Validity of DNA barcode testing of supplements that contain herbal extracts is being questioned following the New York Attorney General Eric Schneiderman’s order that four retailers in the state discontinue selling their store-brand products, including echinacea, ginseng, garlic, ginkgo, saw palmetto, St. John’s wort, and valerian. DNA barcoding showed that only 21 percent of the store-brand supplements contain the plants listed on the labels and that many products do not contain any DNA from a botanical source.
Get Paid For Your Thoughts!
- Wiley (Food Quality & Safety’s publisher) is offering $200 to qualified food scientists who participate in research interviews about challenges facing the food industry.
Take the survey >
The attorney general also issued subpoenas requiring that the companies provide support for the health claims printed on the labels of these supplements. The supplements have now been removed from the retailers’ shelves in New York.
Nandukumara Sarma, PhD, director of dietary supplements at U.S. Pharmacopeia (USP), says that DNA barcoding is not the best test for supplements that contain extracts. USP is a scientific, nonprofit organization that sets standards for the identity, strength, quality, and purity of medicines, food ingredients, and supplements.
“Use of solvents and/or heat during extraction process can degrade—and sometimes destroy—DNA in extracts material. … The presence or absence of DNA in an extract should not be used to confirm the identity of an ingredient in the form of a plant extract,” Dr. Sarma says in a statement. DNA barcoding is a valid and useful technology, but “it is envisioned as a method to be applied mostly to non-extracted plant materials and as a complement to other chemical tests.”
Daniel Fabricant, PhD, CEO of the Natural Products Association, says that chemical analysis or chromatography should be used instead of DNA barcoding. “Once you get an extract, there essentially won’t be any DNA left. All of the products were extracts so we wouldn’t expect there to be any DNA,” he says. Use of DNA barcoding for testing supplements containing herbal extracts is “like using a screwdriver to hammer a nail and then saying the lumber was bad. It’s over-reaching and nonsensical.”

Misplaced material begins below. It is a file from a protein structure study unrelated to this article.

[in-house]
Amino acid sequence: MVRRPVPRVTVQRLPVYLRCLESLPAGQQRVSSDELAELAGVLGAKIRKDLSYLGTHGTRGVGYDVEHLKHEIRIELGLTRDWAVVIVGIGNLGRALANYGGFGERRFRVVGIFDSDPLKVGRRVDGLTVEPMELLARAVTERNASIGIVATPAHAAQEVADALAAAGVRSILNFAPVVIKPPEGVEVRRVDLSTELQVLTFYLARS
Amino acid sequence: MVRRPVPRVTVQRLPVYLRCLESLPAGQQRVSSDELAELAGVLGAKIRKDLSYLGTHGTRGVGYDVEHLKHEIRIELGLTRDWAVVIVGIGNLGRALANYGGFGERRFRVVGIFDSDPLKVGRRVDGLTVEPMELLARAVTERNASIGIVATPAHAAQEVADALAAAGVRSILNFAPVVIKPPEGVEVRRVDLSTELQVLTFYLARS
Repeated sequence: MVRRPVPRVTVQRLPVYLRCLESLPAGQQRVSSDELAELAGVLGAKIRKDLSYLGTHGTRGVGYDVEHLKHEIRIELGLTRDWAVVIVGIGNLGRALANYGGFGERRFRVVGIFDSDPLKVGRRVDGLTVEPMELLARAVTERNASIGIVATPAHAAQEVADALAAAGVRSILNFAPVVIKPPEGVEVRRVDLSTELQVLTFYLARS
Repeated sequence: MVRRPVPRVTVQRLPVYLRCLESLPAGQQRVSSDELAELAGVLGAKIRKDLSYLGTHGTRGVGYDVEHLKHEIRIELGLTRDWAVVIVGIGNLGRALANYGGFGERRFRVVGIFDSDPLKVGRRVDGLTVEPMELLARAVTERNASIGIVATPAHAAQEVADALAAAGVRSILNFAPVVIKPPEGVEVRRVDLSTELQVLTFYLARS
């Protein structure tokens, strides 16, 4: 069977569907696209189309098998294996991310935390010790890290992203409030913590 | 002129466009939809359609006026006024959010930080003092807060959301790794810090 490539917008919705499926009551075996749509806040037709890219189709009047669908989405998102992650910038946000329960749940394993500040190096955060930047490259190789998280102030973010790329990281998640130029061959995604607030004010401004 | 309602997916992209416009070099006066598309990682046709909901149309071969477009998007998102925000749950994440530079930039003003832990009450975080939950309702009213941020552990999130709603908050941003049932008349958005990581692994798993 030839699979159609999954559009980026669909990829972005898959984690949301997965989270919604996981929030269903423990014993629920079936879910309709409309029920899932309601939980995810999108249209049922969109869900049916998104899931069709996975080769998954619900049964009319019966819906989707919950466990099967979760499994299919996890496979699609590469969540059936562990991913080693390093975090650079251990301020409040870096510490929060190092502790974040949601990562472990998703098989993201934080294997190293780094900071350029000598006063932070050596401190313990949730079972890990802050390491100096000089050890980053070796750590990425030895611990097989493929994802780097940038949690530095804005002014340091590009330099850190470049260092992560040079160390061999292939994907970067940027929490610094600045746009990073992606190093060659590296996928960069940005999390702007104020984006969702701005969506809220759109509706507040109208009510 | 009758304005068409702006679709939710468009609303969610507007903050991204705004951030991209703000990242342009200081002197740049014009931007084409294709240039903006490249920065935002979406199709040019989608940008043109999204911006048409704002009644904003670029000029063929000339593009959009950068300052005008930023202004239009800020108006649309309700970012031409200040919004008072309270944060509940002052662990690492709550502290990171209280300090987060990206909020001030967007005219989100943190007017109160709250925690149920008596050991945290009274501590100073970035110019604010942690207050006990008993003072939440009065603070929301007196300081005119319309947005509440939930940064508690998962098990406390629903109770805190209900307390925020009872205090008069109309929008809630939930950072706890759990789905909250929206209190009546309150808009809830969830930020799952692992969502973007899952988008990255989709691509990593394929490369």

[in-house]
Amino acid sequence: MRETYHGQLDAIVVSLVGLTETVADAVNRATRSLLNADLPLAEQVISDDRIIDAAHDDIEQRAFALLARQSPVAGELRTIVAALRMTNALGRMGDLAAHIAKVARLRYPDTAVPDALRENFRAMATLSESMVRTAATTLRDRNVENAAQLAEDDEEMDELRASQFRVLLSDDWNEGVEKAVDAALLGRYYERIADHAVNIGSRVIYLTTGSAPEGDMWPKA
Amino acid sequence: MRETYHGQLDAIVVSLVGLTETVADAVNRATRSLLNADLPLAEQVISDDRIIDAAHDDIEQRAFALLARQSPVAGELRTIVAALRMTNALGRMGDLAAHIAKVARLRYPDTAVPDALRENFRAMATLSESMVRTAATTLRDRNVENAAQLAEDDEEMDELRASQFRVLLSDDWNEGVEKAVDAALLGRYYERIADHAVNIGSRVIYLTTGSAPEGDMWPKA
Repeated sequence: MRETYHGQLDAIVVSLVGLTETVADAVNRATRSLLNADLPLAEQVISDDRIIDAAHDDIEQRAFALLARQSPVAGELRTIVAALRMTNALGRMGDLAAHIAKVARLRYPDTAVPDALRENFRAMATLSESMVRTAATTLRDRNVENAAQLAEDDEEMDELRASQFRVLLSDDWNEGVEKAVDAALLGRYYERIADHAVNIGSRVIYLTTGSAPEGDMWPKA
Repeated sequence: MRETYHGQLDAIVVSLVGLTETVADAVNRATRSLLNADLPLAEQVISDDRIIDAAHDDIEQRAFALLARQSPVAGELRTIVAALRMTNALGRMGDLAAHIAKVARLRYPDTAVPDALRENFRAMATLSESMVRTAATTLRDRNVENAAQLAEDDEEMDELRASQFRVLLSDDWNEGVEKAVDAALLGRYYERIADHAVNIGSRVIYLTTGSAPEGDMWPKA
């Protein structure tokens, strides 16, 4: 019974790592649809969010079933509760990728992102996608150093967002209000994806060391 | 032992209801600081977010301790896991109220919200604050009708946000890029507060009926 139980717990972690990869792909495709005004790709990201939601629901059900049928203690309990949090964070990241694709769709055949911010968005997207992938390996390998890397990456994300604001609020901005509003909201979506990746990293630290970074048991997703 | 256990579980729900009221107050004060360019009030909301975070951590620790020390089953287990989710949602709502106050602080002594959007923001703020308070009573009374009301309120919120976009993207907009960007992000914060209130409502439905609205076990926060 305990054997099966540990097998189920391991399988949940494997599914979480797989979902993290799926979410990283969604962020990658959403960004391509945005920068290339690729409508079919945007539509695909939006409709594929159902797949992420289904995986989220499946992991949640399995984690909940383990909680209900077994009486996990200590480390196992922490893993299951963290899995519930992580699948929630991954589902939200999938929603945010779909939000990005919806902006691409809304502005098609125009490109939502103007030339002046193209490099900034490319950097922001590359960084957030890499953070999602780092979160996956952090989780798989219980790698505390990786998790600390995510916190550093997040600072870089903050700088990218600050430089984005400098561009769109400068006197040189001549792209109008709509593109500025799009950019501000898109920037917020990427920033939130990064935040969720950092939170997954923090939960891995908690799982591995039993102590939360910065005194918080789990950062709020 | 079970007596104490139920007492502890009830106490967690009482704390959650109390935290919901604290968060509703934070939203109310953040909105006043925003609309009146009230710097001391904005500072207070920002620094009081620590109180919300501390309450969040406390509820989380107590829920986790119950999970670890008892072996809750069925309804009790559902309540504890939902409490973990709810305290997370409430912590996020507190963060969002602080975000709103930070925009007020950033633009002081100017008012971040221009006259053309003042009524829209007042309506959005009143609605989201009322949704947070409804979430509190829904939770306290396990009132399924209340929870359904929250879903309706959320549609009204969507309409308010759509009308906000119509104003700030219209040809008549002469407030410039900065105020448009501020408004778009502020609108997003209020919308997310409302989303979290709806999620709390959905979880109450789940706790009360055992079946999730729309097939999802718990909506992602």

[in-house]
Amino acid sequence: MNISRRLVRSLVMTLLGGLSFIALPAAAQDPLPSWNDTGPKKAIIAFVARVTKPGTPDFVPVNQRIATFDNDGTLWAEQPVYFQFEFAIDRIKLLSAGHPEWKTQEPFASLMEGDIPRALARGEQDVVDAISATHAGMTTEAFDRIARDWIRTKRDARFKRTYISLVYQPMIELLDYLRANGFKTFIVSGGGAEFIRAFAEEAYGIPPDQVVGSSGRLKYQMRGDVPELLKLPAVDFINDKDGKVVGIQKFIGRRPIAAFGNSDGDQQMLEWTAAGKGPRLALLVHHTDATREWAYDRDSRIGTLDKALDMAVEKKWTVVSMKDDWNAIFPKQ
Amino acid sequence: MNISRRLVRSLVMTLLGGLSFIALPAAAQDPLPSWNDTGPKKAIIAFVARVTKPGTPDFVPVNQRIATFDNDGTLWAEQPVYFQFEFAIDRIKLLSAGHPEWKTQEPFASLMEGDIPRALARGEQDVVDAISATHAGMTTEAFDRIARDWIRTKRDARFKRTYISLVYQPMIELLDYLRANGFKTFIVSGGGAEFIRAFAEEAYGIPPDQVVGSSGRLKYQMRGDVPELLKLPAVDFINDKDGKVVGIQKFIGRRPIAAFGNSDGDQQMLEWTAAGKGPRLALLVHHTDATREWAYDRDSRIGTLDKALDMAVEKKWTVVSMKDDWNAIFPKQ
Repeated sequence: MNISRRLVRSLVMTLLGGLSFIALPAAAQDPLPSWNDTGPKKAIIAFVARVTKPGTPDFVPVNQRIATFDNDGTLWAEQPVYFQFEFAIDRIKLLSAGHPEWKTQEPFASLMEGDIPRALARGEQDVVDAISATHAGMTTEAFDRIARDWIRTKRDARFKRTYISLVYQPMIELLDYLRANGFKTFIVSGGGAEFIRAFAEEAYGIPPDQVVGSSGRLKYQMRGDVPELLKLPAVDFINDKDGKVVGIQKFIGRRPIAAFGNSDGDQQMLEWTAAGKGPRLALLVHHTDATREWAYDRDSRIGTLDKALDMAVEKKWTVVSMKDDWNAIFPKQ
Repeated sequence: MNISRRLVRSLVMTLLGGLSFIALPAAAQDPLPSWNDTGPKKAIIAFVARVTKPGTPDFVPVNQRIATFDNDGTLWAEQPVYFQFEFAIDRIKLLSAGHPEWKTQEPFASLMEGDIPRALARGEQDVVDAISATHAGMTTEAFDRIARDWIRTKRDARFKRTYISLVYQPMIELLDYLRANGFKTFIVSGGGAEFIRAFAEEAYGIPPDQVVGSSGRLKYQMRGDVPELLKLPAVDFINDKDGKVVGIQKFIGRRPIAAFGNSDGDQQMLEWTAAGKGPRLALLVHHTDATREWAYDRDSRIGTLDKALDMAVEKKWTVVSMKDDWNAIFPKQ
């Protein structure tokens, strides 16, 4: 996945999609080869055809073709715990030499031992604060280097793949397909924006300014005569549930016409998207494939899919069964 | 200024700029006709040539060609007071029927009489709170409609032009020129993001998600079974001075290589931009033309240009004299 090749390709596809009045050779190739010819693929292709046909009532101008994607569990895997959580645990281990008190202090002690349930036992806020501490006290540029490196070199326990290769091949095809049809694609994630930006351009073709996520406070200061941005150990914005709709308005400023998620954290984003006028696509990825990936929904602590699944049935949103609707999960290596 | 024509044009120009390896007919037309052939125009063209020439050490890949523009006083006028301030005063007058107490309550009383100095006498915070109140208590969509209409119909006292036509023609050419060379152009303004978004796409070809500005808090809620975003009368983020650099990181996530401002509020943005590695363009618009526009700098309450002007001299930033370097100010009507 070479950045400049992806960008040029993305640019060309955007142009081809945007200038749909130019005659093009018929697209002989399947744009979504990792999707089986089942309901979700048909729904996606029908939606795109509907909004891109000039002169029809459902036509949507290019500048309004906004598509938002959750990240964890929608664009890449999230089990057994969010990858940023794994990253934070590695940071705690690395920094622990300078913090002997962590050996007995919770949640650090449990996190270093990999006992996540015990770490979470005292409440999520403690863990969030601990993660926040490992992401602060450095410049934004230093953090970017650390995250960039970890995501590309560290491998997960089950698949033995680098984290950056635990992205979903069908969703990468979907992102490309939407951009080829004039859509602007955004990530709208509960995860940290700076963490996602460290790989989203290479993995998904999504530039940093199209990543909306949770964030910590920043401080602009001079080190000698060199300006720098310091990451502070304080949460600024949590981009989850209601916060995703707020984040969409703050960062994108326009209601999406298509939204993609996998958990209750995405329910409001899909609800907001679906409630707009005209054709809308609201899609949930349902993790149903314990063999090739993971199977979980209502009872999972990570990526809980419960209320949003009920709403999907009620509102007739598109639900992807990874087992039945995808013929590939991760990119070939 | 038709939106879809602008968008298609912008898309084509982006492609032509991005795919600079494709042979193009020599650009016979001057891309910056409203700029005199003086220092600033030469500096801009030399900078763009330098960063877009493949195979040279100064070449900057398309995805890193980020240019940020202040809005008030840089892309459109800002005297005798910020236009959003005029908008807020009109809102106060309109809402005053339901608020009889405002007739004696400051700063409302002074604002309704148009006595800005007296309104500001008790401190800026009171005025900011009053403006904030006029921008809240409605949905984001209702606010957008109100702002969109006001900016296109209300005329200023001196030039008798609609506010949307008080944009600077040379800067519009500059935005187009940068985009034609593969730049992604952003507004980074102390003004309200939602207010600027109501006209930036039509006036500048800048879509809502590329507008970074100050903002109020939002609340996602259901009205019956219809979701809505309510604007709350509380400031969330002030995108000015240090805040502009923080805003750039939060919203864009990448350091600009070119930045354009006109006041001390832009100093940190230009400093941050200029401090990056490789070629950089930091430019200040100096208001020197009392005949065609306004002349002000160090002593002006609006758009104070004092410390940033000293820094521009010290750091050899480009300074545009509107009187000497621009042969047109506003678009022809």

The American Botanical Society (ABS) concurs. “Microscopy and validated chemical test methods, like those found in official pharmacopeias for these seven herbs, should have been conducted to confirm the DNA findings. … We respectfully must question whether an appropriate level of scientific rigor has been applied in this case.”
The ABS has initiated the Botanical Adulterants Program to educate the herbal and dietary supplement industry about ingredient and product adulteration. It is partnering with American Herbal Pharmacopoeia and the University of Mississippi’s National Center for Natural Products Research. The program is focusing on both accidental adulteration of botanical ingredients that can occur due to poor quality-control procedures, and also on intentional adulteration. It hopes to serve as a self-regulation resource so that industry can address these problems through education rather than federal regulation. The program also intends to provide comment and guidance on the strength and/or weakness of different analytical methods used in the industry.
Holliman is a veteran journalist with extensive experience covering a variety of industries. Reach her at firstname.lastname@example.org.